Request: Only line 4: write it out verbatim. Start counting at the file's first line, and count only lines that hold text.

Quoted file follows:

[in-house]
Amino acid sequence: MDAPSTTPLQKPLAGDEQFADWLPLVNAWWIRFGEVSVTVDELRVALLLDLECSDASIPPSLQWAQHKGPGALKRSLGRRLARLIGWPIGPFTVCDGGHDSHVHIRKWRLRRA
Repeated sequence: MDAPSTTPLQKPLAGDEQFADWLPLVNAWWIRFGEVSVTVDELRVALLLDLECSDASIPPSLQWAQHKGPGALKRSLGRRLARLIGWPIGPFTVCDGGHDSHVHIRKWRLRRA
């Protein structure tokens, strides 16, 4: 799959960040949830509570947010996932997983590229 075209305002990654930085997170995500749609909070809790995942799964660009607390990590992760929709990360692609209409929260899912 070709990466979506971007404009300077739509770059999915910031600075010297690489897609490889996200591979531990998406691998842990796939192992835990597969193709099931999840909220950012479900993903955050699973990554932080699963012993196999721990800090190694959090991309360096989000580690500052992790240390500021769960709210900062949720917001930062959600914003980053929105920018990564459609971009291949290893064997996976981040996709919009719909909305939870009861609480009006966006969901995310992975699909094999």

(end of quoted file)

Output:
């Protein structure tokens, strides 16, 4: 799959960040949830509570947010996932997983590229 075209305002990654930085997170995500749609909070809790995942799964660009607390990590992760929709990360692609209409929260899912 070709990466979506971007404009300077739509770059999915910031600075010297690489897609490889996200591979531990998406691998842990796939192992835990597969193709099931999840909220950012479900993903955050699973990554932080699963012993196999721990800090190694959090991309360096989000580690500052992790240390500021769960709210900062949720917001930062959600914003980053929105920018990564459609971009291949290893064997996976981040996709919009719909909305939870009861609480009006966006969901995310992975699909094999």